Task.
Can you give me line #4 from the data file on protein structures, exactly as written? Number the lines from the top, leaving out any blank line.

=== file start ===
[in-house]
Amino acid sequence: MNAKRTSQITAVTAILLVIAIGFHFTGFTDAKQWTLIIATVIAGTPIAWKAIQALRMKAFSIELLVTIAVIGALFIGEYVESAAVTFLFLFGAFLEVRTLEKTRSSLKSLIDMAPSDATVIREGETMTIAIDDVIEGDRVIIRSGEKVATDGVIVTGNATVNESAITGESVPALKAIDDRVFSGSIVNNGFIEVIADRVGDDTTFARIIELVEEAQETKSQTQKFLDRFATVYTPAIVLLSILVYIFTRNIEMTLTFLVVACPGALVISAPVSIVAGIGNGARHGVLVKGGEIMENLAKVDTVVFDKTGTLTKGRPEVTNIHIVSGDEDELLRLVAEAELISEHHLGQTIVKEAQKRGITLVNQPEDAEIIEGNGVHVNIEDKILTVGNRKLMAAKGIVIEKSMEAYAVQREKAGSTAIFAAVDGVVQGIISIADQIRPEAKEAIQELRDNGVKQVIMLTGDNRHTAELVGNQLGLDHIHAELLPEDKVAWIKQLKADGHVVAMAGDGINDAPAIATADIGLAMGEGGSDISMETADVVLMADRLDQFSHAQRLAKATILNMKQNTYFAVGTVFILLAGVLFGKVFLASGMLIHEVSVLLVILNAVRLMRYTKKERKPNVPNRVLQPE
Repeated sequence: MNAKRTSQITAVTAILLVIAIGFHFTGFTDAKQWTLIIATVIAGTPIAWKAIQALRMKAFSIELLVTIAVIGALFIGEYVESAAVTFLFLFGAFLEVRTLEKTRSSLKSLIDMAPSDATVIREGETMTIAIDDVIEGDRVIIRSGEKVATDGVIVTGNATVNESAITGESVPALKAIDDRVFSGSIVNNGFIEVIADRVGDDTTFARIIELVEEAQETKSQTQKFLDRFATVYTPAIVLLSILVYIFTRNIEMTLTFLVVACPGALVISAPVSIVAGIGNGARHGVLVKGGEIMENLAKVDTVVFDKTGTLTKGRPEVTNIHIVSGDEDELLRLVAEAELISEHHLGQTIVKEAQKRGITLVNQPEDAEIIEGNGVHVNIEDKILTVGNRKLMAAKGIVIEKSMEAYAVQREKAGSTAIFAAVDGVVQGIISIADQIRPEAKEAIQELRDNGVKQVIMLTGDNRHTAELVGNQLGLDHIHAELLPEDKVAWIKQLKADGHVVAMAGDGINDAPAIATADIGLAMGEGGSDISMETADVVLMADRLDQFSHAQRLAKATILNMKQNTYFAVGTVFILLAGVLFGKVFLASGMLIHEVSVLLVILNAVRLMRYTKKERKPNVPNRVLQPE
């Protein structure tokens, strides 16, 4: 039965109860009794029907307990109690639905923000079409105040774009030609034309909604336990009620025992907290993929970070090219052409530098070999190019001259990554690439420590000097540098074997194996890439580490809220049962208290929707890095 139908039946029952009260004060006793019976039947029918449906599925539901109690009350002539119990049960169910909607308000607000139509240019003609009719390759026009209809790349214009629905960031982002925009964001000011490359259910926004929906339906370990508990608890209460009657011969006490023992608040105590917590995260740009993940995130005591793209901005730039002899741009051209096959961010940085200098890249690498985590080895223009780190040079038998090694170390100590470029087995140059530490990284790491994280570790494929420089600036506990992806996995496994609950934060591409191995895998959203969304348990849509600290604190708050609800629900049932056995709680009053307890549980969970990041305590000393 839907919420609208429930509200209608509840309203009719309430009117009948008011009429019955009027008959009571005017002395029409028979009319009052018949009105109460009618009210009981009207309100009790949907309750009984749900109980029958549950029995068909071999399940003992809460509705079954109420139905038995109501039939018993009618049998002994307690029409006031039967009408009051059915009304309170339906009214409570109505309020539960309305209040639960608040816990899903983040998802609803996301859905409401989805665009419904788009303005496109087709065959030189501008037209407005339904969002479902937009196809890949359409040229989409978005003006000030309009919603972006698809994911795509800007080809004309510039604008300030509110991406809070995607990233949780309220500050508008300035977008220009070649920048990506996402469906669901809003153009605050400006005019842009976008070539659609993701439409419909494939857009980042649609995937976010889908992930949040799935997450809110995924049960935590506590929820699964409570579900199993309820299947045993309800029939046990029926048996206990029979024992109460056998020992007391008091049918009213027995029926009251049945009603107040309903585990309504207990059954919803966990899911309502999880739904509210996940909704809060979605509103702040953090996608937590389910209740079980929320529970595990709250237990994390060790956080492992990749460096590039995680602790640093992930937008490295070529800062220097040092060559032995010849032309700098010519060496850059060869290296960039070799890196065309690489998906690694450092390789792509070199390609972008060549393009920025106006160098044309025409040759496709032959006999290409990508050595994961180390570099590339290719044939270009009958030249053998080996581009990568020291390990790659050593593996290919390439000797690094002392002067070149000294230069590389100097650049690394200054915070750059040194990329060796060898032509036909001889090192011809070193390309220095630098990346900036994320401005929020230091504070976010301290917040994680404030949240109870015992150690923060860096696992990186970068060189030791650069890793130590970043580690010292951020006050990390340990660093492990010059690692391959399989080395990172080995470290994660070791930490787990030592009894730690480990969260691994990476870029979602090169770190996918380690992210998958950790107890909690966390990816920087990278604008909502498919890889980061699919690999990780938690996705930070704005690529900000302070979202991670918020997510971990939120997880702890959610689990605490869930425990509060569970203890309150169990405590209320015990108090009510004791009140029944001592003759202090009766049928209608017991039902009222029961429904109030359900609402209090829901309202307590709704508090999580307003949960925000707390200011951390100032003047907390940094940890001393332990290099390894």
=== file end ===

């Protein structure tokens, strides 16, 4: 039965109860009794029907307990109690639905923000079409105040774009030609034309909604336990009620025992907290993929970070090219052409530098070999190019001259990554690439420590000097540098074997194996890439580490809220049962208290929707890095 139908039946029952009260004060006793019976039947029918449906599925539901109690009350002539119990049960169910909607308000607000139509240019003609009719390759026009209809790349214009629905960031982002925009964001000011490359259910926004929906339906370990508990608890209460009657011969006490023992608040105590917590995260740009993940995130005591793209901005730039002899741009051209096959961010940085200098890249690498985590080895223009780190040079038998090694170390100590470029087995140059530490990284790491994280570790494929420089600036506990992806996995496994609950934060591409191995895998959203969304348990849509600290604190708050609800629900049932056995709680009053307890549980969970990041305590000393 839907919420609208429930509200209608509840309203009719309430009117009948008011009429019955009027008959009571005017002395029409028979009319009052018949009105109460009618009210009981009207309100009790949907309750009984749900109980029958549950029995068909071999399940003992809460509705079954109420139905038995109501039939018993009618049998002994307690029409006031039967009408009051059915009304309170339906009214409570109505309020539960309305209040639960608040816990899903983040998802609803996301859905409401989805665009419904788009303005496109087709065959030189501008037209407005339904969002479902937009196809890949359409040229989409978005003006000030309009919603972006698809994911795509800007080809004309510039604008300030509110991406809070995607990233949780309220500050508008300035977008220009070649920048990506996402469906669901809003153009605050400006005019842009976008070539659609993701439409419909494939857009980042649609995937976010889908992930949040799935997450809110995924049960935590506590929820699964409570579900199993309820299947045993309800029939046990029926048996206990029979024992109460056998020992007391008091049918009213027995029926009251049945009603107040309903585990309504207990059954919803966990899911309502999880739904509210996940909704809060979605509103702040953090996608937590389910209740079980929320529970595990709250237990994390060790956080492992990749460096590039995680602790640093992930937008490295070529800062220097040092060559032995010849032309700098010519060496850059060869290296960039070799890196065309690489998906690694450092390789792509070199390609972008060549393009920025106006160098044309025409040759496709032959006999290409990508050595994961180390570099590339290719044939270009009958030249053998080996581009990568020291390990790659050593593996290919390439000797690094002392002067070149000294230069590389100097650049690394200054915070750059040194990329060796060898032509036909001889090192011809070193390309220095630098990346900036994320401005929020230091504070976010301290917040994680404030949240109870015992150690923060860096696992990186970068060189030791650069890793130590970043580690010292951020006050990390340990660093492990010059690692391959399989080395990172080995470290994660070791930490787990030592009894730690480990969260691994990476870029979602090169770190996918380690992210998958950790107890909690966390990816920087990278604008909502498919890889980061699919690999990780938690996705930070704005690529900000302070979202991670918020997510971990939120997880702890959610689990605490869930425990509060569970203890309150169990405590209320015990108090009510004791009140029944001592003759202090009766049928209608017991039902009222029961429904109030359900609402209090829901309202307590709704508090999580307003949960925000707390200011951390100032003047907390940094940890001393332990290099390894």